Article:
Support Vector Machine - Part 3 (Final) - Finding the Optimal Hyperplane

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From the previous tutorial we computed the distance between the hyperplane and a data point, then doubled the value to get the margin. However, we can not say if that is the optimal separating hyperplane as we need to do more research on another possible hyperplanes.

In this tutorial we’ll see how to find the optimal hyperplane based on all the possible hyperplane positions between two different classes.

Finding the Optimal Hyperplane

Let’s take a look at the previous margin of the data train.

A hyperplane with its equation and the vector w that is perpendicular to the hyperplane

As we can see, it is not the optimal hyperplane as intuitively, we can get the bigger margin if we move the hyperplane to the right. We can move it to the right till it reaches a certain position as if the position exceeds the limit, it will have a new point of reference and surely the created margin will be reduced.

Therefore, we will use another approach in which we create two new hyperplanes separating the data and there is no any data point between them. Afterwards, we create a new hyperplane crossing the line representing the new margin in the middle. Here is the illustration.

Two hyperplanes separating the data train (X and Y) without any data point between them and the optimal hyperplane

From the above illustration, we can see that the data point A and B become the part of the hyperplane X and Y respectively. We also see that the hyperplane Z crosses the margin P in the middle. By applying this approach, there are no data points between the limiting hyperplanes (X and Y) which means it makes the margin of the data train is created from the distance between the hyperplane and any of two data points reside on the limiting hyperplanes. Based on this condition, this hyperplane is considered as the optimal separating hyperplane.

Two and Three Dimensional Vector in the Equation of a Hyperplane

We’ve known that the equation of a hyperplane can be represented in w.x = 0, where w = (-b, -a, 1) and x = (1, x, y). This representation is for three dimensional vector, yet there is another way to represent the equation of a hyperplane, namely w.x + b = 0. What is the difference between both equations?

We can see that we need to add a b value to the latter equation which means it is a hyperplane’s equation which is represented in a two dimensions vector space. We can prove it by the following procedure:

Proof of the latter equation

In this tutorial, we’ll use the hyperplane’s equation having only two vector’s elements.

The Constraints

Suppose we have a hyperplane with this equation: w.x + b = 0. We also have the limiting hyperplanes which are represented in these equations respectively: w.x + b = d and w.x + b = -d. These equations state that the distance between the limiting hyperplanes and the optimal hyperplane is equal. However, we can reduce the complexity of the equation by replacing the value d with one (it can be any value and I use one just for the simplicity).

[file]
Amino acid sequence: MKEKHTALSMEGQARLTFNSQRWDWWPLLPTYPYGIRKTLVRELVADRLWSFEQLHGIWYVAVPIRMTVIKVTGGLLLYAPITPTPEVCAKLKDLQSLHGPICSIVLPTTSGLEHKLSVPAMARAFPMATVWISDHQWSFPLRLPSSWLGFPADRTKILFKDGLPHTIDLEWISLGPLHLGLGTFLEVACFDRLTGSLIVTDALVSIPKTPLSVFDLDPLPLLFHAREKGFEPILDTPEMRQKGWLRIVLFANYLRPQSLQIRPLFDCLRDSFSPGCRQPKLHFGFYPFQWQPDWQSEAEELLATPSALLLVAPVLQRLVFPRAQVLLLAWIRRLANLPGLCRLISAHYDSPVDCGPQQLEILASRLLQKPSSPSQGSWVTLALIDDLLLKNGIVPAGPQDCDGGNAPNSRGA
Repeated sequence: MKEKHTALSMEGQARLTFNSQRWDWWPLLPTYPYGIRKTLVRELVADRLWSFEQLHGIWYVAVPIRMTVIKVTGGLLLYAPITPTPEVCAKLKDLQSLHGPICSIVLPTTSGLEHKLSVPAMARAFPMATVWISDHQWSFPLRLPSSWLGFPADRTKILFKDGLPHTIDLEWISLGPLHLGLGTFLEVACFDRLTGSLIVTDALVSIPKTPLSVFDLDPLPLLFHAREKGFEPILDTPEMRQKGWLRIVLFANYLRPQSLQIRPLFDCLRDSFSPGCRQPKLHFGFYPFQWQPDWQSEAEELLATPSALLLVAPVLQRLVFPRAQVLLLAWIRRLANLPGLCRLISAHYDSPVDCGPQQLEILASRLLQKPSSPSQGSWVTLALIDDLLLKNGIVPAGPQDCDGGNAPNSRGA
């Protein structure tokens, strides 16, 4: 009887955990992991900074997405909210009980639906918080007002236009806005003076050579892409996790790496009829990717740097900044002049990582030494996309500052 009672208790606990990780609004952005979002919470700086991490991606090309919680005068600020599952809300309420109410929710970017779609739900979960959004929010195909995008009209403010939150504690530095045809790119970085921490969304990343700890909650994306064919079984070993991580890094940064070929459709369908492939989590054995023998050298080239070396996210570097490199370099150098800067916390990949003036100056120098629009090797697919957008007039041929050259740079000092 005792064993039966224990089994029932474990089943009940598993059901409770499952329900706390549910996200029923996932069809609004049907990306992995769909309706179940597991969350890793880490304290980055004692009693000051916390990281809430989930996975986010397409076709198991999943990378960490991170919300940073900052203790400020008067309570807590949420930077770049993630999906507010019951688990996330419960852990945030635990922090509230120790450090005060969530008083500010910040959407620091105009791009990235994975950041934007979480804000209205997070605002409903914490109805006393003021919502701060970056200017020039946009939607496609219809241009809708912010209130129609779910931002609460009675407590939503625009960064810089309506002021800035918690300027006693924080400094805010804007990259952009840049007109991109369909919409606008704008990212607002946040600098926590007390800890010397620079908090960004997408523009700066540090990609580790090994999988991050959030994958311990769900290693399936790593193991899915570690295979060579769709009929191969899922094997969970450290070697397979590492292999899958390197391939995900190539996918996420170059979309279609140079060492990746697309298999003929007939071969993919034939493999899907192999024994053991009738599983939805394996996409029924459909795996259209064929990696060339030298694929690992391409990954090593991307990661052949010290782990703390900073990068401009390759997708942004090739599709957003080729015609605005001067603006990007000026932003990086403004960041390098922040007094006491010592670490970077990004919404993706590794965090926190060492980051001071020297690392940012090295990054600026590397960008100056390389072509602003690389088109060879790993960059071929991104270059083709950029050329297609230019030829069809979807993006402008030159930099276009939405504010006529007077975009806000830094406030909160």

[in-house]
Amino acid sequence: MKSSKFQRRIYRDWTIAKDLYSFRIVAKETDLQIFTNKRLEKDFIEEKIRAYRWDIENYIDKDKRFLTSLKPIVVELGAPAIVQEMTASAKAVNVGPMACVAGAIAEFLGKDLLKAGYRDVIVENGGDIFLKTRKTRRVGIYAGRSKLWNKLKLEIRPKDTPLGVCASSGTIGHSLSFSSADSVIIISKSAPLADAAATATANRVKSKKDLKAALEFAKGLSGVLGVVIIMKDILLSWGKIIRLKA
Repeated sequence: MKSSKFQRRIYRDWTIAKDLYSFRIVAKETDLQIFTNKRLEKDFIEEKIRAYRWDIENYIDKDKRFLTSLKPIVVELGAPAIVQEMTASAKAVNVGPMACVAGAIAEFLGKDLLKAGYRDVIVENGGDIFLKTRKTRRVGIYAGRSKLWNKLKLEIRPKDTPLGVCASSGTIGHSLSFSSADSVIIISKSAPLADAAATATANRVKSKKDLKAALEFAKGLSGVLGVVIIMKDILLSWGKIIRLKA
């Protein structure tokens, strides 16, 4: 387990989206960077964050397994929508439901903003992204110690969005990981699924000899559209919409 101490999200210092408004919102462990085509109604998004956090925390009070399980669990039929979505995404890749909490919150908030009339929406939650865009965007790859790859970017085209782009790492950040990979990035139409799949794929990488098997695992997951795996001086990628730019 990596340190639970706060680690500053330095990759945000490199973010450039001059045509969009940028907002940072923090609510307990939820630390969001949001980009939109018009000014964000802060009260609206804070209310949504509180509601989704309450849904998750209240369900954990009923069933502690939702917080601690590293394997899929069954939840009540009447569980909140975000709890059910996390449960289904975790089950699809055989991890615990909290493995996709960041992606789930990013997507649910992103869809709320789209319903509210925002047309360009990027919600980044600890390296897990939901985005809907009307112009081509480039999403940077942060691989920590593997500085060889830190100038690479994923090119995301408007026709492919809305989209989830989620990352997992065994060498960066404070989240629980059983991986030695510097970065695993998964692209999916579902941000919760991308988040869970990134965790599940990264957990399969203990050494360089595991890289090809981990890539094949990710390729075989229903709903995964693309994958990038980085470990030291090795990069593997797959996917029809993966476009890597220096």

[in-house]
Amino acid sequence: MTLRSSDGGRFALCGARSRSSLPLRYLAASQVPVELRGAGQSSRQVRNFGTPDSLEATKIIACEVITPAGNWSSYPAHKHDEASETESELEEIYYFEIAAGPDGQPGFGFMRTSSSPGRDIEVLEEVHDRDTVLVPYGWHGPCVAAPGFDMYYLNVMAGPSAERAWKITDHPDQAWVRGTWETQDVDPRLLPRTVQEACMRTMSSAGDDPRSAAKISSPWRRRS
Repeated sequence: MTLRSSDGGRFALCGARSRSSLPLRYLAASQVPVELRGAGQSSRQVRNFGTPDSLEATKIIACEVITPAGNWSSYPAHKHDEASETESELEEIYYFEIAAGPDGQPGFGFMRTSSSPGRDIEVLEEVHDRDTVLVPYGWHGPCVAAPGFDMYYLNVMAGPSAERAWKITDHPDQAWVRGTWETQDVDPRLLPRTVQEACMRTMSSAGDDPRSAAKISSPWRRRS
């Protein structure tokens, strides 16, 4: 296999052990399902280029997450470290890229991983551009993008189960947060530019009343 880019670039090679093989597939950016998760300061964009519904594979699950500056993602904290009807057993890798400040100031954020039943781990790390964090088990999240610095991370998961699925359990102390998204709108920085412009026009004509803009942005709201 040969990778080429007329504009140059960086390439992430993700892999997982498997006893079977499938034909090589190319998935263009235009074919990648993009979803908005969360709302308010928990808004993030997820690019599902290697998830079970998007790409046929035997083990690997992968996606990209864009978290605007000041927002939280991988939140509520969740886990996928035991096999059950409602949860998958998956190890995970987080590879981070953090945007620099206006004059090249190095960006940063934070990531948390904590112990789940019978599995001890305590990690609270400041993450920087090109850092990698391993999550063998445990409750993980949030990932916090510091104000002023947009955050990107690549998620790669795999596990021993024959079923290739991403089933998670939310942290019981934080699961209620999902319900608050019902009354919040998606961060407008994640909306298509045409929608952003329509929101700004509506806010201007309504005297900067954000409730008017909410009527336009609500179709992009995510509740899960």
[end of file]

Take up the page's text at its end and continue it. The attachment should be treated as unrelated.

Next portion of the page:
The next step is we will assure that there is no any data point between the limiting hyperplanes and we can utilize their equations to create the following constraints:

The Constraints

From the constraints, we can check whether a data point satisfies the rule. Let’s take an example for the data point A. We can see that this data point resides exactly in one of the limiting hyperplane which means it satisfies the equation of w.x + b = 1 or in other words it’s just the equation of a line, namely y = ax - b + 1 where -b + 1 is a constant. The procedures to determine whether a data point follows the rule is still applied to another data point residing outside the limiting hyperplane. If the equation of w.x + b returns a value which is less that 1 and more than -1, than the data point does not satisfy the constraints and for this case we will not choose this kind of limiting hyperplanes to create the optimal hyperplane.

Furthermore, we can get a single constraint for the limiting hyperplane just by combining both constraints specified before. This single constraint will be used as the equation for the matter of optimization later.

The Single Constraint

The Margin

Let’s take a look at this illustration.

The limiting hyperplane and we wanna compute the distance between both of them

As a reminder, our goal is to find the optimal hyperplane in which it is the same as finding the biggest margin of the data train. If you recall again, we got the optimal hyperplane by creating the limiting hyperplanes where there are two data points becoming a part of them.

The limiting hyperplane, margin M, and the vector w

One of the approach to find the value of the margin is by converting the margin M to the vector representation and then we can compute the norm of that vector. To do the conversion, we utilize the vector w as the base vector and the idea is we get the vector M as the result of the multiplication of the vector w by a scalar. Here is the details of the process.

The limiting hyperplane, margin M, unit vector of w, and a new vector (margin's norm times w)

We’ve got the vector representation for the margin and now we’ll see how to compute the norm of the margin by applying the vector in the equation of a hyperplane.

Computing the Margin

The Optimization Problem

Finally, we’ve got the way to compute the margin and according to the formula, we can only change the norm of w to get the maximum margin.

As we can see, when we maximize the norm of w, the margin will become smaller. So, our task is to find the limiting hyperplanes that satisfies the constraint and gives us the minimum value for the norm of w.

To get the smallest norm, we can use the single constraint which then gives us this optimization problem:

The Optimization Problem


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